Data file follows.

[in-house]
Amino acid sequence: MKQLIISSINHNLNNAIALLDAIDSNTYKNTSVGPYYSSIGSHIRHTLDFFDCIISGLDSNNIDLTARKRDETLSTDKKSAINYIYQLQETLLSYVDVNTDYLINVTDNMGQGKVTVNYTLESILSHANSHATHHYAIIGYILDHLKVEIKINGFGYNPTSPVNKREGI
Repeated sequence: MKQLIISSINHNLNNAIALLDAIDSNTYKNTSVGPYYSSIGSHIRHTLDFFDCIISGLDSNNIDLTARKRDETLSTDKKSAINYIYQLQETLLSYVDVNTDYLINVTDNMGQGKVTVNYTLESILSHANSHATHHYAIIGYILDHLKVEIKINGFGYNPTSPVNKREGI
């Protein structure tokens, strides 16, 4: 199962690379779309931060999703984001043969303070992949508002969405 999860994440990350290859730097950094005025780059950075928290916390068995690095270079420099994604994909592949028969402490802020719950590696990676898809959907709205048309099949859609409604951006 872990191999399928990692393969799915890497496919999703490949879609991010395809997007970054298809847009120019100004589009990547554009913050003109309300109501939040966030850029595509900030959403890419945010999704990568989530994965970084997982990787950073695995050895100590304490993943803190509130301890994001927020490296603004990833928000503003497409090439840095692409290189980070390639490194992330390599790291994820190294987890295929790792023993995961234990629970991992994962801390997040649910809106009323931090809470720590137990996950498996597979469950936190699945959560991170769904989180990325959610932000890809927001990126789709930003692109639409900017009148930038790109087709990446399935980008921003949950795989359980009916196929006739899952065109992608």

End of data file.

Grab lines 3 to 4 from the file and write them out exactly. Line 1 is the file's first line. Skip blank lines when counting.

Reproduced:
Repeated sequence: MKQLIISSINHNLNNAIALLDAIDSNTYKNTSVGPYYSSIGSHIRHTLDFFDCIISGLDSNNIDLTARKRDETLSTDKKSAINYIYQLQETLLSYVDVNTDYLINVTDNMGQGKVTVNYTLESILSHANSHATHHYAIIGYILDHLKVEIKINGFGYNPTSPVNKREGI
């Protein structure tokens, strides 16, 4: 199962690379779309931060999703984001043969303070992949508002969405 999860994440990350290859730097950094005025780059950075928290916390068995690095270079420099994604994909592949028969402490802020719950590696990676898809959907709205048309099949859609409604951006 872990191999399928990692393969799915890497496919999703490949879609991010395809997007970054298809847009120019100004589009990547554009913050003109309300109501939040966030850029595509900030959403890419945010999704990568989530994965970084997982990787950073695995050895100590304490993943803190509130301890994001927020490296603004990833928000503003497409090439840095692409290189980070390639490194992330390599790291994820190294987890295929790792023993995961234990629970991992994962801390997040649910809106009323931090809470720590137990996950498996597979469950936190699945959560991170769904989180990325959610932000890809927001990126789709930003692109639409900017009148930038790109087709990446399935980008921003949950795989359980009916196929006739899952065109992608």